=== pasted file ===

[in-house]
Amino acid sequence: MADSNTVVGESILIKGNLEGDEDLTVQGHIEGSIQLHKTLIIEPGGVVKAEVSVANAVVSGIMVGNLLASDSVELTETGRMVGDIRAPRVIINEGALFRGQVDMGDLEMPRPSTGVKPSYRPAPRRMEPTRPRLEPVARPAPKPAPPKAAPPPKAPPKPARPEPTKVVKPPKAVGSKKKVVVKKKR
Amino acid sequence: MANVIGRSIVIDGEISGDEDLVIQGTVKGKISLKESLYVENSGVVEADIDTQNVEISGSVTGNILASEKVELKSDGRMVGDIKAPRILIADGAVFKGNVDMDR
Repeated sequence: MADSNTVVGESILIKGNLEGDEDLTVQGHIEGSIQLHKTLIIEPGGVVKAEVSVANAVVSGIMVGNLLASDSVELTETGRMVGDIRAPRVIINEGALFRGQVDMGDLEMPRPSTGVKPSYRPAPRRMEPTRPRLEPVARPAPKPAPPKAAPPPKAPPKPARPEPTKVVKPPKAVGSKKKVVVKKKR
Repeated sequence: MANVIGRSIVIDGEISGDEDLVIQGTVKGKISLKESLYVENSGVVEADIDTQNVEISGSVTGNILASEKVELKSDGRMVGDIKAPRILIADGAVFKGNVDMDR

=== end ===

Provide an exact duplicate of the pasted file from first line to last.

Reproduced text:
[in-house]
Amino acid sequence: MADSNTVVGESILIKGNLEGDEDLTVQGHIEGSIQLHKTLIIEPGGVVKAEVSVANAVVSGIMVGNLLASDSVELTETGRMVGDIRAPRVIINEGALFRGQVDMGDLEMPRPSTGVKPSYRPAPRRMEPTRPRLEPVARPAPKPAPPKAAPPPKAPPKPARPEPTKVVKPPKAVGSKKKVVVKKKR
Amino acid sequence: MANVIGRSIVIDGEISGDEDLVIQGTVKGKISLKESLYVENSGVVEADIDTQNVEISGSVTGNILASEKVELKSDGRMVGDIKAPRILIADGAVFKGNVDMDR
Repeated sequence: MADSNTVVGESILIKGNLEGDEDLTVQGHIEGSIQLHKTLIIEPGGVVKAEVSVANAVVSGIMVGNLLASDSVELTETGRMVGDIRAPRVIINEGALFRGQVDMGDLEMPRPSTGVKPSYRPAPRRMEPTRPRLEPVARPAPKPAPPKAAPPPKAPPKPARPEPTKVVKPPKAVGSKKKVVVKKKR
Repeated sequence: MANVIGRSIVIDGEISGDEDLVIQGTVKGKISLKESLYVENSGVVEADIDTQNVEISGSVTGNILASEKVELKSDGRMVGDIKAPRILIADGAVFKGNVDMDR